According to the Associated Press, more than 41,000 square miles off the West Coast have been designated by the National Marine Fisheries as a habitat for endangered leatherback sea turtles. The designation will go into full effect Feb. 25 and will help protect the area, which is used by the migrating turtles for feeding on jellyfish after traveling thousands of miles across the ocean from its original nesting grounds.
With this new effort to protect endangered leatherback sea turtles off the U.S. coast, here are some facts about the species and concerns over survival.
* The National Oceanic and Atmospheric Administration Fisheries Service reported leatherback turtles are the largest turtles and largest living reptiles in the world with adults weighing around 2,000 pounds and measuring 6.5 feet in length.
* Female leatherbacks lay clutches of approximately 100 eggs and hatchlings, weighing about 45 ounces and measuring only a few inches, emerge after 60 to 65 days.
* The temperature inside the turtle nest determines the sex of the hatchlings, specifically a mix of males and females, occur at temperatures close to 85.1 degrees, males at cooler temperatures and females at higher temperatures, according to National Geographic.
* Leatherbacks migrate an average of 3,700 miles each way between breeding and feeding areas and the largest leatherback ever found washed up in Wales in 1988 and was 8.5 feet long and weighed 2,020 pounds.
* The American Museum of Natural History noted that in 1970, leatherback sea turtles were added to the U.S. federal government's Endangered Species List, but attempts to determine the number of individuals has been difficult.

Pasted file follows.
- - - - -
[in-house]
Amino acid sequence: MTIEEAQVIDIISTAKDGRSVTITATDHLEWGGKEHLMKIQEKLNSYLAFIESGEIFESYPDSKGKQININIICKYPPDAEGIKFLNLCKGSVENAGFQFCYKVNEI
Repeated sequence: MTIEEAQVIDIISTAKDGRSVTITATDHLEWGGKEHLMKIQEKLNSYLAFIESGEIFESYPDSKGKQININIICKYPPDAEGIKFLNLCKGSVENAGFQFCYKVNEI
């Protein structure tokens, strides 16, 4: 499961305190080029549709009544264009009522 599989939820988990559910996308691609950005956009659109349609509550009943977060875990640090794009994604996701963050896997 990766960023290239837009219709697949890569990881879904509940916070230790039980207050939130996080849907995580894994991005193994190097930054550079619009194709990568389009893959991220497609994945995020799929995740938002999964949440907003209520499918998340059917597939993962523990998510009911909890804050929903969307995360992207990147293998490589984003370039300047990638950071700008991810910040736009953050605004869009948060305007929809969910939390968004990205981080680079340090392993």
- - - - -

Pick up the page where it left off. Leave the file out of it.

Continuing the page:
* Several environmental problems threaten their survival: eating floating plastic waste, losing vital nesting habitat due to land development, getting caught in commercial fishing nets, and being hunted in some areas.
* The Wildlife Conservation Society has helped lead research on the leatherback turtles and, along with scientists, helped discover the world's largest nesting population on the coast of Gabon, where there were an estimated 41,373 turtles using the beaches.
* Additionally, about 79 percent of leatherback nesting occurs within protected areas and national wildlife parks and WCS is continuing to work with local agencies to preserve the species.
* Oregon Live reported in January 2010, the federal government initially proposed including 70,600 square miles of ocean off the West Coast as critical habitat for the turtles.
* The government has also restricted the types of fishing that can take place during the migration and feeding seasons as a way to reduce the number of turtles caught as bycatch.
Rachel Bogart provides an in-depth look at current environmental issues and local Chicago news stories. As a college student from the Chicago suburbs pursuing two science degrees, she applies her knowledge and passion to both topics to garner further public awareness.
- Nature & Environment/Environment/Living Nature
- Nature & Environment/Environment
- leatherback sea turtles